Nick Bilton over at The New York Times technology blog is reporting that Facebook is getting serious about designing and releasing a smartphone. He quotes several anonymous Facebook employees and other Silicon Valley engineers in his report, stating that Facebook hopes to release a smartphone "by next year."
Some of the anonymous engineers cited were evidently sought out specifically by Facebook for their expertise with smartphone hardware design. Some of them are or were Apple employees. Facebook has been recruiting individually for the project to keep details from leaking out in job postings. Bilton states that Facebook has already hired "more than half a dozen former Apple software and hardware engineers."
It's easy to see why Facebook would want to move into the mobile hardware business. The company's IPO didn't go precisely to plan, and now that it has to answer to investors on a quarterly basis, revenue will have to be a major focus. Facebook CEO Mark Zuckerberg told investors that mobile would be the key to the company's future revenue. The recent release of the Facebook Camera App for iOS is proof that he meant it. From The New York Times Report:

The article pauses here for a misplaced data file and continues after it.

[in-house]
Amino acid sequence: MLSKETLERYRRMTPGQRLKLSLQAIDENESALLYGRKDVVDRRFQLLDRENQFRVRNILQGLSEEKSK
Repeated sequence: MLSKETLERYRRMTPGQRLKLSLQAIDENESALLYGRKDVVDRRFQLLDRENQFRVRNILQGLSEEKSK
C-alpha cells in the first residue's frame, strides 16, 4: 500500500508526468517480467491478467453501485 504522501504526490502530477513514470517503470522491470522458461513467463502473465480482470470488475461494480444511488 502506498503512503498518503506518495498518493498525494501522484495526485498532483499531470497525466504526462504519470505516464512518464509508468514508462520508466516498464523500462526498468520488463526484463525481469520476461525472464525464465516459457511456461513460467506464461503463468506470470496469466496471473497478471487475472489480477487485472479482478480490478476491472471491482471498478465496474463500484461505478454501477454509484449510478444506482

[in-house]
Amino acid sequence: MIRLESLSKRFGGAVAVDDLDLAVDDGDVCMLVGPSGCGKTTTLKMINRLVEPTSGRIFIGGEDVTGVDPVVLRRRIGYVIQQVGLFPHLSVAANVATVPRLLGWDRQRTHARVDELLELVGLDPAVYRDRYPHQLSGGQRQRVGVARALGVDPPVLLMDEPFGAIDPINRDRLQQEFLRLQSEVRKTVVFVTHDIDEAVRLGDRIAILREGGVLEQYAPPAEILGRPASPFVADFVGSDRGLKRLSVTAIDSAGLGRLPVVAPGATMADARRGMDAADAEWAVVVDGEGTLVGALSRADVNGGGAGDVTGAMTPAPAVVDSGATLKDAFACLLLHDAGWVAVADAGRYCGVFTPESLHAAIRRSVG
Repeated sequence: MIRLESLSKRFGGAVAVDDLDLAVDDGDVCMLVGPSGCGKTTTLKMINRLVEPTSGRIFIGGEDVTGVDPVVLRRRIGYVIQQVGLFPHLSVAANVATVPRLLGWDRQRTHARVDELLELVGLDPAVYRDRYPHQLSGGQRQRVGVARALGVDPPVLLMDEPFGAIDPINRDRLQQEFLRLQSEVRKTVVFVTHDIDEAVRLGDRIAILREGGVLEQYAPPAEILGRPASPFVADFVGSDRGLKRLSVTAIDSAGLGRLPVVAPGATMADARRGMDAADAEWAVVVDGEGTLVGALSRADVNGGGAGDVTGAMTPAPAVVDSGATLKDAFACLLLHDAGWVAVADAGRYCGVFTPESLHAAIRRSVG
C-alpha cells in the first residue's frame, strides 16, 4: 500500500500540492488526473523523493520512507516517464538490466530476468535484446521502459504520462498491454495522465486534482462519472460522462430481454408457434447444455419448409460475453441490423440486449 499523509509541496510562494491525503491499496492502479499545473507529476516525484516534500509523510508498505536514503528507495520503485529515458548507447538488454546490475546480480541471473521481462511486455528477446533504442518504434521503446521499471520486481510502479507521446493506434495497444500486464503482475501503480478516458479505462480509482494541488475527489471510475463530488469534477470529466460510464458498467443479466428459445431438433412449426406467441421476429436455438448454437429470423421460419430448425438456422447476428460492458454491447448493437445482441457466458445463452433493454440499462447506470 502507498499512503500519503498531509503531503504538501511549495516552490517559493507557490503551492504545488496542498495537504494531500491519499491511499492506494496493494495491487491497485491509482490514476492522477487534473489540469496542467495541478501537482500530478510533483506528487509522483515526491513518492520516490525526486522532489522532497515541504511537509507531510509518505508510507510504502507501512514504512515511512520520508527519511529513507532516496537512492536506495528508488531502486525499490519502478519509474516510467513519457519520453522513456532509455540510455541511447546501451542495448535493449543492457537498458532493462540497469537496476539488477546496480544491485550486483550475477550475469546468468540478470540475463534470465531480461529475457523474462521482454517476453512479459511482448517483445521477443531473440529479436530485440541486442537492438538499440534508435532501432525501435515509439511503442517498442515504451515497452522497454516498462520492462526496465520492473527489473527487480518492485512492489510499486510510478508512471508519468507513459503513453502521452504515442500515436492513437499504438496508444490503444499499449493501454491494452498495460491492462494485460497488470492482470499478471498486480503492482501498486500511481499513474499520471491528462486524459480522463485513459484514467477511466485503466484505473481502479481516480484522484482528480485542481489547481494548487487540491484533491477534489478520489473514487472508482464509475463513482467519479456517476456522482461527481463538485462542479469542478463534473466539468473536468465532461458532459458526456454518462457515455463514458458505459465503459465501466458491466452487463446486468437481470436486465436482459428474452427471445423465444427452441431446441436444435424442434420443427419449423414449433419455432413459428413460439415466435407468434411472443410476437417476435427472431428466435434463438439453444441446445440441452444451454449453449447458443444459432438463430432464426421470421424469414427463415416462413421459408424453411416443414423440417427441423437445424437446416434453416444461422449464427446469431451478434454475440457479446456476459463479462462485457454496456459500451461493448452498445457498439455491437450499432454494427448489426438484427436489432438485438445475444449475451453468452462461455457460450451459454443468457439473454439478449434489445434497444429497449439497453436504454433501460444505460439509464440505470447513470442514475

“Mark is worried that if he doesn’t create a mobile phone in the near future that Facebook will simply become an app on other mobile platforms,” a Facebook employee said.
Zuckerberg's fear is well-founded. Facebook will not have the control or amount of integration it wants (especially on iOS) unless it takes charge and creates both the hardware and software for mobile devices. Apple has demonstrated how to make locked-down communities profitable: good marketing and premium pricing. Facebook is on the right track if it's looking to former Apple employees to help create a smartphone.
However, the smartphone market is looking pretty crowded these days. RIM is going down in flames, and even the Android market is consolidating, being taken over by Samsung. Is there really room for another competitor in the smartphone space, even one with as many members as Facebook? Also, does Facebook itself have brand loyalty, or is it simply the place where all of our friends are? We will find out in the coming year.
(via The New York Times)